Thu, Mar 28, 2019 - Page 2 News List

Siaolin residents to get Morakot compensation

DECADE ON:The Taiwan High Court has ordered that NT$35.5 million be paid to 15 people, who received a retrial as their homes were in a ‘potential landslide zone’

By Jason Pan  /  Staff reporter

The Taiwan High Court’s Kaohsiung branch yesterday ruled that 15 residents of Kaohsiung’s Siaolin Village (小林) are to receive state compensation for damage inflicted on their village in 2009 due to Typhoon Morakot, when heavy rain caused a landslide that buried most of the village and killed more than 400 residents.

The judges overturned the first and second rulings, and ordered the Kaohsiung City Government to pay NT$35.5 million (US$1.15 million) in compensation to the 15 residents, who are each to receive between NT$1.5 million and NT$3 million.

The Supreme Court in a final verdict on June 8, 2017, rejected an appeal for financial compensation from 123 survivors.

In that ruling, the judges ordered a retrial at the Taiwan High Court for 15 residents whose homes were within the “potential landslide zone” as determined by the then-Kaohsiung county government.

“We have waited 10 long years to receive this news. I hope that the Kaohsiung City Government does not appeal this ruling, so we can close the lawsuit on this note,” said Tsai Sung-yu (蔡松諭), head of the village support group.

Attorney Jerry Cheng (鄭文龍), who volunteered as a lawyer for the plaintiffs, said he is happy about the verdict, because the judges finally afforded justice and consolation to the victims and their families.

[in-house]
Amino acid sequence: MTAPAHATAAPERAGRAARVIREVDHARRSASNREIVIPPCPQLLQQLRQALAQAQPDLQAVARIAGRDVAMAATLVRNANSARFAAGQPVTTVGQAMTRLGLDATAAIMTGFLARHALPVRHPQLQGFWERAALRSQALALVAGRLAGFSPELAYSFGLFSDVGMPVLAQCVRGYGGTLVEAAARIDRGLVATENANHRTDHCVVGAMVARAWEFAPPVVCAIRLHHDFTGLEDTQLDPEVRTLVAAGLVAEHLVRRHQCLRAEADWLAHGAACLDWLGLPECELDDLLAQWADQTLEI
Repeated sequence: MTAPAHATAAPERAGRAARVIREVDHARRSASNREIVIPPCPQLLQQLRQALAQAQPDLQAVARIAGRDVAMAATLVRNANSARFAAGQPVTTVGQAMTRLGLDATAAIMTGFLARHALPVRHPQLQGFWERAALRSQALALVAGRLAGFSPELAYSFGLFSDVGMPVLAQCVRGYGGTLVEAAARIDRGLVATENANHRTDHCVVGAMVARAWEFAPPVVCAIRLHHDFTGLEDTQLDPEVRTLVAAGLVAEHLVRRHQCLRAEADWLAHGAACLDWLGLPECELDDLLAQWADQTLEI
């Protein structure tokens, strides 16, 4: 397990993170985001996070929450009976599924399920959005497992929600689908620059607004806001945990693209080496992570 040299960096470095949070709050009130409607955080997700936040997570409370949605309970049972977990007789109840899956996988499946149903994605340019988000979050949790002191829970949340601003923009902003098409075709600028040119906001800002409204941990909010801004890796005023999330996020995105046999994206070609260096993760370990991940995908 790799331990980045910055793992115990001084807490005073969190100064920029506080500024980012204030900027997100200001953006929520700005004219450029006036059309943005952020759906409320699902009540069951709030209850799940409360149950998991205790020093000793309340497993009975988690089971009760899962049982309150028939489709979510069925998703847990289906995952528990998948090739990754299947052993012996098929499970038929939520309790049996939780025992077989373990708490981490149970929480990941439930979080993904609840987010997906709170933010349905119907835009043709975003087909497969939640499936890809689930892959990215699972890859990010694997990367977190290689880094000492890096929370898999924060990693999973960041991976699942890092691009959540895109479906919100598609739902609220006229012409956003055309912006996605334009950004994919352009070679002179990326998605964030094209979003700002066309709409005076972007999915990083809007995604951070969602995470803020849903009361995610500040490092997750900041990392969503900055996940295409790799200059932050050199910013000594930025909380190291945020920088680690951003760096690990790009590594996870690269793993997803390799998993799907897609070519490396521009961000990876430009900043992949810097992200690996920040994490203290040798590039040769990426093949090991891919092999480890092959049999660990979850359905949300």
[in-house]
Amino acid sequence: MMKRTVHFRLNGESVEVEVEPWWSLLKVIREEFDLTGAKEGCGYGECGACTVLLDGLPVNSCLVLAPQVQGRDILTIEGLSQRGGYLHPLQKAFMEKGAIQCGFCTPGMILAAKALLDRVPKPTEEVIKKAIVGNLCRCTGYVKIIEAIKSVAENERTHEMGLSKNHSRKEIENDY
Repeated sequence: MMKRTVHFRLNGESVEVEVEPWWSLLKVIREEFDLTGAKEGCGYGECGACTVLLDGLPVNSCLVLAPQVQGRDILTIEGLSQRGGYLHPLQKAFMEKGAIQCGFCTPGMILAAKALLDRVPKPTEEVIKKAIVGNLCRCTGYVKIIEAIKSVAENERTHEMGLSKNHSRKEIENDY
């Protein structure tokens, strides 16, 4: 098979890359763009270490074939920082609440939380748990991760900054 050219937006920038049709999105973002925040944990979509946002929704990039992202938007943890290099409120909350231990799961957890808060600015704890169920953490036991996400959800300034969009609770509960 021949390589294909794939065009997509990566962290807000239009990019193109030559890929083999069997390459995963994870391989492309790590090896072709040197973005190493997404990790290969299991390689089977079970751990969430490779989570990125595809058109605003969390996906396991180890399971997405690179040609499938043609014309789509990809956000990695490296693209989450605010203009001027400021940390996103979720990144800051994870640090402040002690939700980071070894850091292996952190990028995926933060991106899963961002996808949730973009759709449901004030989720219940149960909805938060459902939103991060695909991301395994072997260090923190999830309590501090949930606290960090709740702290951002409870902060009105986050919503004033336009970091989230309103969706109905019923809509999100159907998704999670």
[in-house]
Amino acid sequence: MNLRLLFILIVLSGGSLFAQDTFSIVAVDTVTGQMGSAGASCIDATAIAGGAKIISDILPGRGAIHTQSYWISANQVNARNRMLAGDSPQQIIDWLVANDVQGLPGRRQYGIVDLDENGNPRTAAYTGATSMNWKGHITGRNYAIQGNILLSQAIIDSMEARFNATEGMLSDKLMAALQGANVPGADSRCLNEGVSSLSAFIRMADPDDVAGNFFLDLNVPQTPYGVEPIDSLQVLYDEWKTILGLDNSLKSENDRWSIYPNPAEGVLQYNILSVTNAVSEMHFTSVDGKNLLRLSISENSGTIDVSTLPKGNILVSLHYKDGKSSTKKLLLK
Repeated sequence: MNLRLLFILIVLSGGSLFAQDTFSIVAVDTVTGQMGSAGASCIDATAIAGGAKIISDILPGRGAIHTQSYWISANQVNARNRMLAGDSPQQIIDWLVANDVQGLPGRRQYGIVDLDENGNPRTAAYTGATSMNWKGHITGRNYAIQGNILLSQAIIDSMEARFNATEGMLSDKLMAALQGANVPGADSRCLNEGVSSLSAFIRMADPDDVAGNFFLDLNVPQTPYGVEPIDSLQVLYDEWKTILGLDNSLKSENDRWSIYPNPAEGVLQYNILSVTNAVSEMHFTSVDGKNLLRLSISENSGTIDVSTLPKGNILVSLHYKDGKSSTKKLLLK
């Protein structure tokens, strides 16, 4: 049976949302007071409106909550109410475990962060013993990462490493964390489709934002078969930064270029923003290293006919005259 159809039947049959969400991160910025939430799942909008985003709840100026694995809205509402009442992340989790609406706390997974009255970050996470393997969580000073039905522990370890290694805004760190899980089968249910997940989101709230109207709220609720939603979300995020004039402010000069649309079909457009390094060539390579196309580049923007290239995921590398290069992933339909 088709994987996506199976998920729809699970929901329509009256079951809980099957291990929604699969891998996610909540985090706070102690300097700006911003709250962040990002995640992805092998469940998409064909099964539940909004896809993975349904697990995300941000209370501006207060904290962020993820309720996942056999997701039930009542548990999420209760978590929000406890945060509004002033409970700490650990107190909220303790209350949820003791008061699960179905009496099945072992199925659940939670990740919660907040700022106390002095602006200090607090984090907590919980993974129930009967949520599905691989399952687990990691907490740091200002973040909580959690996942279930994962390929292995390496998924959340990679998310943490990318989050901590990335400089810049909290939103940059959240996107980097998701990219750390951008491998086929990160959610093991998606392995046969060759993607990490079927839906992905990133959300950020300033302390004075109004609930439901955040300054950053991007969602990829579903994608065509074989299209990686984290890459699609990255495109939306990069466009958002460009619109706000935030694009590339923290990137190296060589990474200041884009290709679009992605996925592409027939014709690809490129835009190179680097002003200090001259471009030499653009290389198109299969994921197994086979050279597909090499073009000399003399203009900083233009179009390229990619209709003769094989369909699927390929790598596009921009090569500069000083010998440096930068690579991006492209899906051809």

“In the first and second rulings on the class-action lawsuit filed by 123 survivors, the courts made incorrect assumptions, believing that if it was a natural disaster, then government officials are off the hook,” Cheng said.

The Disaster Prevention and Protection Act (災害防救法) has provisions for government agencies to enact measures to prevent or minimize the effects of natural disasters, he said.

“We know that it is impossible to predict and avert the impact of natural disasters, but aims and objectives have been established to mitigate the damages,” Cheng said. “However, the Kaohsiung county government and its employees did not take up these tasks... We hope that local governments can learn from this and plan more carefully for the risks and effects brought by natural disasters.”

Heavy rain from Typhoon Morakot on Aug. 8, 2009, caused a rockslide on Siandu Mountain (獻肚山) on the northeast side of the village the next day. Flash flooding then destroyed most buildings in the village and killed 462 people.

In the class-action lawsuit, the residents said that officials had failed to evacuate the area after the highest-level warning for flooding and landslides had been issued.

Kaohsiung city and county were merged into a special municipality on Dec. 25, 2010.

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